M. R. MULVEHILL , a contractor of Springfield, whose business activity, especially in the line of boat-building, has made him known far beyond the boundaries of this city, is a native son of Springfield, born on the 10th of December, 1867. His parents, Cornelius and Margaret (Dillon) Mulvehill, were natives of Ireland and the father was a member of the British Army, serving for eleven years. He was married in 1848 to Miss Margaret Dillon, and the following year they crossed the Atlantic, landing at New Orleans, whence they proceeded up the Mississippi and Ohio rivers to Cincinnati, where they arrived in the spring of 1850. Mr. Mulvehill was engaged in business there until 1864, when he removed with his family to Springfield, Illinois, and for twenty-eight years he was in the employ of the Ridgelys in the Springfield gas house, acting as stationary engineer. He then retired, resting throughout his remaining days in the enjoyment of the fruits of his former labor. He began work as a water tender in Cincinnati, afterward became a fireman and then stationary engineer. Mr. Mulvehill was a well educated man, who pursued a college course in Dublin University, and by extensive travel over this country he gained broad knowledge of America, the land and her people. In the early '50s he engaged in teaching the Indians in Cincinnati. He was a man of good physique, being six feet and a half inch in height and weighing one hundred and eighty pounds. In politics he was a stanch Democrat, being recognized as one of the standard bearers of his party. He held membership in St. Joseph's Catholic church of Springfield. Unto him and his wife were born fourteen children and the eldest daughter was born on the Emerald Isle. Five of the number are now living: Bridget, wife of Joseph Lawrence Hunter, of Oregon; Thomas, of Springfield, who married, but his wife and only child are now deceased; M. R.; James, a coal miner of Springfield, who is married and has one child, and Catherine, wife of Frederick Ford, of Springfield, by whom she has several children. The father died in November, 1902, in his ninetieth year, but the mother is still living.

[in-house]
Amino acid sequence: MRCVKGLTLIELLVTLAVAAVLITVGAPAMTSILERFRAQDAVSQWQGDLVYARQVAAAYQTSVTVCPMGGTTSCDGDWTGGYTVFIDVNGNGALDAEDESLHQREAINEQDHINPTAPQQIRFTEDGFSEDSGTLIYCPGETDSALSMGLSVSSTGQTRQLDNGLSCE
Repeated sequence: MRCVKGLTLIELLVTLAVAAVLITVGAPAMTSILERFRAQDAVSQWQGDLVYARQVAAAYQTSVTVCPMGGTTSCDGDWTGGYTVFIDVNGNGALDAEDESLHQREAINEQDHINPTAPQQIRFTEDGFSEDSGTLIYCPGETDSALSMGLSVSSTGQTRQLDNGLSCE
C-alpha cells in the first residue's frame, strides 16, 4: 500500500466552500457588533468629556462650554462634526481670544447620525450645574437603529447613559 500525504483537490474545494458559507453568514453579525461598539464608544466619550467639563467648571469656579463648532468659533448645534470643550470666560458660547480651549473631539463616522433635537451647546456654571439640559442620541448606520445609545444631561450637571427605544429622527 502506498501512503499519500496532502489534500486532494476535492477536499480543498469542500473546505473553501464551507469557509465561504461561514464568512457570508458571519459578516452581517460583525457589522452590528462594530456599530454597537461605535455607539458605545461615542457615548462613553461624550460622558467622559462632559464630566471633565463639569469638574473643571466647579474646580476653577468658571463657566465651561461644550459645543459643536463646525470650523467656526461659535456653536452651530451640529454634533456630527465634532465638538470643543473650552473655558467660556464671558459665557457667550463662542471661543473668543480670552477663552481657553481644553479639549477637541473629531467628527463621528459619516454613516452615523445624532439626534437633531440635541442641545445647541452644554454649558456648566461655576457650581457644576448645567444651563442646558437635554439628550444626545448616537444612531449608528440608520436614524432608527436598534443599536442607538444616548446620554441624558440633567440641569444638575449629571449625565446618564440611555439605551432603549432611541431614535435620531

M. R. Mulvehill was educated in the public schools of Springfield and when twelve years of age he began working in a grocery store, where he remained two years. He was afterward employed in a coal shaft through four winters and in the spring of 1885 he was apprenticed to learn the carpenter's trade, at which he worked until the fall of 1901, with G. L. Barrick, of whose contracts he had charge as general foreman when little more than a boy. Since the fall of 1901 he has engaged in contracting on his own account and has erected several of the substantial buildings of the city and county. While working for Mr. Barrick he built several large government boats, including the one that took the premium at the Paris exposition, known as the Iowa, superintending the wood work until its completion. He spent one winter in Cairo, Illinois, working on the boats, the Epsilon and Zeta, and he has been identified with the remodeling of the old Lincoln home in Springfield. He is a competent workman himself and therefore is well qualified to direct the labors of those who serve under him, and he now has a good patronage of a desirable character.